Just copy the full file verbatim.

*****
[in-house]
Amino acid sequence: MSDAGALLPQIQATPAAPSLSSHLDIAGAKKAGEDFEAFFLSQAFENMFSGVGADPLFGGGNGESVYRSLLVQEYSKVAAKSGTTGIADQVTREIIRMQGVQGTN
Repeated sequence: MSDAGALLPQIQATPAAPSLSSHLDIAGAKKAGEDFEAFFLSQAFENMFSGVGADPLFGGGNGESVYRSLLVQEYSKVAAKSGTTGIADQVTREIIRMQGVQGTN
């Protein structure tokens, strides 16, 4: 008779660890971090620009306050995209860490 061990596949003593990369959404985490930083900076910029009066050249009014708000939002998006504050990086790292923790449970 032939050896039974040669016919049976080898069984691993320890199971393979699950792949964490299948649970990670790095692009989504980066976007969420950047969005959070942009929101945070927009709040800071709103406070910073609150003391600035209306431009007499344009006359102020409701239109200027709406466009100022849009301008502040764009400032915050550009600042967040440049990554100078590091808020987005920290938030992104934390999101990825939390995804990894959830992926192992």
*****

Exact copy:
[in-house]
Amino acid sequence: MSDAGALLPQIQATPAAPSLSSHLDIAGAKKAGEDFEAFFLSQAFENMFSGVGADPLFGGGNGESVYRSLLVQEYSKVAAKSGTTGIADQVTREIIRMQGVQGTN
Repeated sequence: MSDAGALLPQIQATPAAPSLSSHLDIAGAKKAGEDFEAFFLSQAFENMFSGVGADPLFGGGNGESVYRSLLVQEYSKVAAKSGTTGIADQVTREIIRMQGVQGTN
């Protein structure tokens, strides 16, 4: 008779660890971090620009306050995209860490 061990596949003593990369959404985490930083900076910029009066050249009014708000939002998006504050990086790292923790449970 032939050896039974040669016919049976080898069984691993320890199971393979699950792949964490299948649970990670790095692009989504980066976007969420950047969005959070942009929101945070927009709040800071709103406070910073609150003391600035209306431009007499344009006359102020409701239109200027709406466009100022849009301008502040764009400032915050550009600042967040440049990554100078590091808020987005920290938030992104934390999101990825939390995804990894959830992926192992």